Brooks made one of Dunham’s favorite films, Broadcast News (1987), which she loves because it has “the grandeur of a romcom without the message of a romcom.” Her taste, though, is quite eclectic. Among her favorite films are Terrence Malick’s elegiac Days of Heaven (1978), Sam Peckinpah’s blood-soaked Straw Dogs (1971) and Rainer Werner Fassbinder’s commentary on post-World War II Germany The Marriage of Maria Braun (1979). The directors she admires most include Agnès Varda, David Lynch and Mike Leigh.
Her reasons almost always have to do with the strong, complex women’s roles they present.
Reared in an artistic household (her mother is the photographer Laurie Simmons, and her father the painter Carroll Dunham), Dunham burst onto the scene with the simultaneous burden and privilege of instant celebrity. “I haven’t really thought about it much, because I’m always so engaged in what I’m doing,” but she admits there are moments when she realizes “things are a little different.”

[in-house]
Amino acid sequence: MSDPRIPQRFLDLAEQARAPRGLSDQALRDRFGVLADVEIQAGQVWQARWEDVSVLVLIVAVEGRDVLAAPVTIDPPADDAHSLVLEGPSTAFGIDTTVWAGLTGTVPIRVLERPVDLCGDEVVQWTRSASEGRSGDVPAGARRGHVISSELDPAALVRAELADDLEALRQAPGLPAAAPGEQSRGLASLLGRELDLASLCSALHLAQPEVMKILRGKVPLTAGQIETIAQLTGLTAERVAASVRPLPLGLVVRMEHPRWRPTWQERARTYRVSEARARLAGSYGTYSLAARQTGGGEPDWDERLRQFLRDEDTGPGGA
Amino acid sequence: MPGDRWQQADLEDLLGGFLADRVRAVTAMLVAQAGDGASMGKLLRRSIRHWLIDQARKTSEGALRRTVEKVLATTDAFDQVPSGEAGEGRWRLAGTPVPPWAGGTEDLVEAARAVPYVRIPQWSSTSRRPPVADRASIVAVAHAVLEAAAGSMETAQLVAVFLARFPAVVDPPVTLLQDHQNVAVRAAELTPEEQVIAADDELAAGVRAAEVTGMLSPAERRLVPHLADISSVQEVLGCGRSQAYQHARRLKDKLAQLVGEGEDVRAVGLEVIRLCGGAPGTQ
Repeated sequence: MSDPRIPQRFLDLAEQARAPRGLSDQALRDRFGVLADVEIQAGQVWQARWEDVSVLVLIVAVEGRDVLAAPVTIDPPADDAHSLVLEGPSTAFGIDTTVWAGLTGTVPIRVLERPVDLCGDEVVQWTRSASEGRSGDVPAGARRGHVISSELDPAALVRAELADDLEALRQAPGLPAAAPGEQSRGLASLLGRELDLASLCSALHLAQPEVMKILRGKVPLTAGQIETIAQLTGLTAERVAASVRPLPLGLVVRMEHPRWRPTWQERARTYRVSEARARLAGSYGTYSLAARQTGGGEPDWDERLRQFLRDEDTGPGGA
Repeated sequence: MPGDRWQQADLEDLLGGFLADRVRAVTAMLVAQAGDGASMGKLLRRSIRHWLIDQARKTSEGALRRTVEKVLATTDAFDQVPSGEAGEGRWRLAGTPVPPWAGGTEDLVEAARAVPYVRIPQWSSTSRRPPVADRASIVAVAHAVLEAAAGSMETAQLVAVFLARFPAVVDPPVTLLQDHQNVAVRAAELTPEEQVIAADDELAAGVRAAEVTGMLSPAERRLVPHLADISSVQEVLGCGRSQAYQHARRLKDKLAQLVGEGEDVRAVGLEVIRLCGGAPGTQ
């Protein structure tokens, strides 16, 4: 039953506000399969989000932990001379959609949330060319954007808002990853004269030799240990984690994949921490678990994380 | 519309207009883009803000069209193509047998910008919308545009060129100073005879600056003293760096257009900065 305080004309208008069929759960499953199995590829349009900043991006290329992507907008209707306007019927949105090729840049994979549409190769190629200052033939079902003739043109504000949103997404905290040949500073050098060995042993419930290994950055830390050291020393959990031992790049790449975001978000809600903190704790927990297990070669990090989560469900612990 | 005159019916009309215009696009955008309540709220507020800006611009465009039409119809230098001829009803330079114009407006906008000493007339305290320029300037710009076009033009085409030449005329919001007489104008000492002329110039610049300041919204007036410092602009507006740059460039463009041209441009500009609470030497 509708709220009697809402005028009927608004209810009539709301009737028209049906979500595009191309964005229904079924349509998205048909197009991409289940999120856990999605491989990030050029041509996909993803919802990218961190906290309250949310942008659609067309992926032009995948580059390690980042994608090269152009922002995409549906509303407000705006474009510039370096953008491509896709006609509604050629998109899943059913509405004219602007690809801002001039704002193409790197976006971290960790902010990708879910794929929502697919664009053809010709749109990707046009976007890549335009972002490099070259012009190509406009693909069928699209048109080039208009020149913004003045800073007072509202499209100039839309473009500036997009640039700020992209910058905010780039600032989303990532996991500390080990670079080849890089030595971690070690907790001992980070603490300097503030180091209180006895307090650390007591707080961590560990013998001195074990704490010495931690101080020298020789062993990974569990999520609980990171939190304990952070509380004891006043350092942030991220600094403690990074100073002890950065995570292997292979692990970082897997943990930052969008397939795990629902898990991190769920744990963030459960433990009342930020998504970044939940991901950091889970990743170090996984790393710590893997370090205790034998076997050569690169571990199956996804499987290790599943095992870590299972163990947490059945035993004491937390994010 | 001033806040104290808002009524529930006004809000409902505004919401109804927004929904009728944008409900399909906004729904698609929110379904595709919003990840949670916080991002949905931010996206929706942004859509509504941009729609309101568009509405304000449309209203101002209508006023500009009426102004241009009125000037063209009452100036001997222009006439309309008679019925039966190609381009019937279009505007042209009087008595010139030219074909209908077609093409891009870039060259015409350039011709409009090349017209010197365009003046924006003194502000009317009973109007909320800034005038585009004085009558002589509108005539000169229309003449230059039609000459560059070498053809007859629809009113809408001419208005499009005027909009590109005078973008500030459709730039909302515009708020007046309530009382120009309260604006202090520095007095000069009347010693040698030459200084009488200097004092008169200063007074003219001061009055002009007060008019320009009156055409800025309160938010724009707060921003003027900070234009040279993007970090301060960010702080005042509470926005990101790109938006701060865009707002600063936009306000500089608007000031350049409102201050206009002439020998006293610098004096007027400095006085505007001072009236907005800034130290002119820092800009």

Dunham takes both the blame and the credit for Girls’ very specific tone, which she says is unlikely to be affected by any comings and goings of characters. That tone was developed in her Web series, Delusional Downtown Divas, which began in 2009 and was, she says, vital to honing her craft. She refers to it as “a crazy exercise in absurdism,” but because of it, certainly no one ever has to remind her that her work may end up being viewed on a screen the size of a breath mint.
Tiny Furniture, which was another big step forward, was one part feature and one part home movie. Her mother played her mother and her younger sister Grace played her sister. Grace also appeared in Dunham’s early short films, Dealing (2006) and Creative Nonfiction (2009). Much of Tiny Furniture, a story about a listless recent college graduate (Dunham) coming home to New York to almost nonexistent emotional support, was shot at her parents’ home. When asked if she wants to direct more features, Dunham does not hesitate.
“Yes, desperately, the minute that it is possible time-wise” she says. “And if no one’s funding it, I’ll make it on my iPhone.”